People come for puzzles, or they come for physical challenges, or they come for amateur dramatics. Objections to scored challenges unless they were an intrinsic part of the puzzle. Became clear that teams didn’t wish to spend / waste time on the activities.
Surprisingly easy: almost all the puzzles were international already.
- Moments of force (“torque”) isn’t a substantial topic until the AS-level syllabus. Briefly included in the current Lower School curriculum, but so is basic sex education, and no-one does a practical in that before 16.
Assumed an Expert team would have a physicist/mathematician, or remind themselves of the idea from a worked example. Novice team may be composed of people who dropped science and maths at 16, so spell out from first principles. The diagram on the front of the Expert puzzle came from everyone else’s Novice, and I wrote extra text for our Novice.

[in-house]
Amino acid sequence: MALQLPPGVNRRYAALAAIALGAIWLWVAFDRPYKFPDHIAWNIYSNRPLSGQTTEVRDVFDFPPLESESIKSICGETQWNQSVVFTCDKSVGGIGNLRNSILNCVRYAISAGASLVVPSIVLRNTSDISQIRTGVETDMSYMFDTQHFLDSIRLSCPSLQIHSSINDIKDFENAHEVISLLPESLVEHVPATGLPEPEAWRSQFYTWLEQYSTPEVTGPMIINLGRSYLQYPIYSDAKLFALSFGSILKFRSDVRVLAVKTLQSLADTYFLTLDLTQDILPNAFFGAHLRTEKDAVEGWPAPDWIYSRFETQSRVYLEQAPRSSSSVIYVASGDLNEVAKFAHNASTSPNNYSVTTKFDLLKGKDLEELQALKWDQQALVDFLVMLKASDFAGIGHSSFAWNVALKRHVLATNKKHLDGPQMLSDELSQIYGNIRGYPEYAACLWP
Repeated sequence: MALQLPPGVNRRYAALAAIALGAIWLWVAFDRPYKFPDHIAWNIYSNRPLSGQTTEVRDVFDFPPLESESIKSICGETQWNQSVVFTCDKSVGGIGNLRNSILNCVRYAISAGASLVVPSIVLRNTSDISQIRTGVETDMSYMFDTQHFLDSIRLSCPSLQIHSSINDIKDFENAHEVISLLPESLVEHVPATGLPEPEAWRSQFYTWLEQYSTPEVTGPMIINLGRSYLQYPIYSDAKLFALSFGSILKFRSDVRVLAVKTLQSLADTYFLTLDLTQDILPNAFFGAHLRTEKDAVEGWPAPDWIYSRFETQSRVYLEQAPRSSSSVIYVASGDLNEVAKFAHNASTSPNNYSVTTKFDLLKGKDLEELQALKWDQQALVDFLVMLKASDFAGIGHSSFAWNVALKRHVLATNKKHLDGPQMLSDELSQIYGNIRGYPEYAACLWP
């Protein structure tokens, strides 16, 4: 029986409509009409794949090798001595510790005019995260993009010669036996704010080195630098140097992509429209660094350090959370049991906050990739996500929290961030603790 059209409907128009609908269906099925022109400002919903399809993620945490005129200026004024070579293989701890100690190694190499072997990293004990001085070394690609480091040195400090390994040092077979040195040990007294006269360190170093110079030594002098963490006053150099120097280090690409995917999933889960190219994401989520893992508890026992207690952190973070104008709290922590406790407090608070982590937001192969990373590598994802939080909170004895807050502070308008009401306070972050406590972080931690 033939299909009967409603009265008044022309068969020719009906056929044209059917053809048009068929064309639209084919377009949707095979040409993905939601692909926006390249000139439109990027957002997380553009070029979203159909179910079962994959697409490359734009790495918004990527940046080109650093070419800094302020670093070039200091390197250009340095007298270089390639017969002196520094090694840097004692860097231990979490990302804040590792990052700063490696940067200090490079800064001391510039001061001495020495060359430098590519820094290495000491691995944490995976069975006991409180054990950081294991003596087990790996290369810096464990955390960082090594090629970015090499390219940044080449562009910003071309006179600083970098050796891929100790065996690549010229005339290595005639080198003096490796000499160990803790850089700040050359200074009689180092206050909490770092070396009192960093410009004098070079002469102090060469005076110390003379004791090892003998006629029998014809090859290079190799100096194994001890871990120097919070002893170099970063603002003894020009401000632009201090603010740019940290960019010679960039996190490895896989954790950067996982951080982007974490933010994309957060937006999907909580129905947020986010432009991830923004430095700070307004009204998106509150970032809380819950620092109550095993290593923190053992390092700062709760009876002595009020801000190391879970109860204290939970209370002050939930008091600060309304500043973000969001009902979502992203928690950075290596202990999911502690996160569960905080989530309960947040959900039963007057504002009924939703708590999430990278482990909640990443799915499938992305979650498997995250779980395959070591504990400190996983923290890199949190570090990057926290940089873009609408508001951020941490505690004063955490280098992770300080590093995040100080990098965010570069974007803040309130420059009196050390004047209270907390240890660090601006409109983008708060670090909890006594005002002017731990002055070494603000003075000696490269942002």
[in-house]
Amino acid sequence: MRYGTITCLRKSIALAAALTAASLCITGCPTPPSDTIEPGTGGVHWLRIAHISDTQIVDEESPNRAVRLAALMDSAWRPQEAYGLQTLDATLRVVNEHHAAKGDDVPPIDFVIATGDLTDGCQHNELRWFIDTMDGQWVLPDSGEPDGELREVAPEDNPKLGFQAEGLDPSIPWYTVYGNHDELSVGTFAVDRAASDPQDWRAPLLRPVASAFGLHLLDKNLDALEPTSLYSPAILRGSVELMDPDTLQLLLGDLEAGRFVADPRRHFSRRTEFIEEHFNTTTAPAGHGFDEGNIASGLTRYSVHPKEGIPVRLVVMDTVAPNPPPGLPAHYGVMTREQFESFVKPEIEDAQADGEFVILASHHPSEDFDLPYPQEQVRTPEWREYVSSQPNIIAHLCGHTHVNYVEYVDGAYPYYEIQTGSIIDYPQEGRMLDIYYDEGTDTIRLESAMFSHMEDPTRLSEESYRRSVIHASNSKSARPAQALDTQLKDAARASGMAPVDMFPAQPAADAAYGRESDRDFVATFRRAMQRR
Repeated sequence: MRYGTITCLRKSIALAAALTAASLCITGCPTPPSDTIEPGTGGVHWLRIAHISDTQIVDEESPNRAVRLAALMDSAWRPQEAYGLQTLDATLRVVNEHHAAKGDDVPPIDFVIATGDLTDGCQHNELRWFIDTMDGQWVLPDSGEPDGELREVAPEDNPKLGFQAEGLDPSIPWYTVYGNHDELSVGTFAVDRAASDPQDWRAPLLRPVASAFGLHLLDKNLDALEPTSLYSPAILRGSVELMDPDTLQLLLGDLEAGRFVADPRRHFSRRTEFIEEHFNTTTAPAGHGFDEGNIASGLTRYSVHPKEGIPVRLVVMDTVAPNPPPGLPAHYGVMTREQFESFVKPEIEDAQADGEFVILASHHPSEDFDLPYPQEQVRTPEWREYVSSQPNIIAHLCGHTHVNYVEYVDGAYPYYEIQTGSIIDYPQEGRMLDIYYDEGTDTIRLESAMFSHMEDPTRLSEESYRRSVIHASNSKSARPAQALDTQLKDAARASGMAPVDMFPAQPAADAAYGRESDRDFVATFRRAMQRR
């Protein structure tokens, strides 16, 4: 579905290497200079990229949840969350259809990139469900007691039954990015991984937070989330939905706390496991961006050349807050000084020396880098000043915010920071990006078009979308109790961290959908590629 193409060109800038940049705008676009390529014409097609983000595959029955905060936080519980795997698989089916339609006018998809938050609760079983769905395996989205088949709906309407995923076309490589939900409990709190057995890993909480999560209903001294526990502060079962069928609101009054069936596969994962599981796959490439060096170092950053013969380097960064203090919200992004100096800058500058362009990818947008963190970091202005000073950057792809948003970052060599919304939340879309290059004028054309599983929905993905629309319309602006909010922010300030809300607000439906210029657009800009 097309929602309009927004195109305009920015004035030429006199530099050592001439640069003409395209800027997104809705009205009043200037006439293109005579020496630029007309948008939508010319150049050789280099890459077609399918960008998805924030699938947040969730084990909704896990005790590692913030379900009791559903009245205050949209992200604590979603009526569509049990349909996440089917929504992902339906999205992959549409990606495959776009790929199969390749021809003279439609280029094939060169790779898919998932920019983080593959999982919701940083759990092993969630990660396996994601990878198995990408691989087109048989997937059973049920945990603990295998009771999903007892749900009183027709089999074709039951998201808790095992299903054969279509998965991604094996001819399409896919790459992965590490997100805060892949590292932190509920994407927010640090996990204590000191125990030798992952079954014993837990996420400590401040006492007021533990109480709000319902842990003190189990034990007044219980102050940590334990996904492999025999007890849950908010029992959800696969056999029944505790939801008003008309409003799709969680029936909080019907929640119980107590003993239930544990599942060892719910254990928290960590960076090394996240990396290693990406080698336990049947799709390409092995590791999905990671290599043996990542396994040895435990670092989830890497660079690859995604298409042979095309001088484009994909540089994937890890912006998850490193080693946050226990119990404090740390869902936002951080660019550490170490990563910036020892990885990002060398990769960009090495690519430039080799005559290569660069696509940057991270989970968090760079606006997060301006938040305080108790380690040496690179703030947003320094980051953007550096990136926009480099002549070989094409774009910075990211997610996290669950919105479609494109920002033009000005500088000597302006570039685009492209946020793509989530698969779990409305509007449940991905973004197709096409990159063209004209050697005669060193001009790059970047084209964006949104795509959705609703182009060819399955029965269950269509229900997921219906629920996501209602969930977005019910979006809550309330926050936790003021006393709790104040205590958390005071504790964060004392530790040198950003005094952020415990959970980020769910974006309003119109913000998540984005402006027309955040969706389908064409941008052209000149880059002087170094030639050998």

The result was to push the Expert puzzle to 5 pages, and a collective oversight meant Cluekeeper didn’t reflect this.
- Also in “Weighing of the Wands”, replace a roadsign with a milestone.
- In “Quidditch”, change a clue from “Piggy-in-the-middle” (Keep away) to “Force a path” (Beat a way).
- And change the answer “Trapper keeper” (a type of folder) to “Quarter beats”.
- For “House Elves Help”, the compound word “Woodshop” became “Woodworm”.
RECOMMENDATION: Details matter. If translation changes the page count, update Cluekeeper.
SUGGESTION for setters: The British English dictionary at oxforddictionaries.com. Phrases and usages marked as (North American) OK to use in moderation; senses entirely missing are not.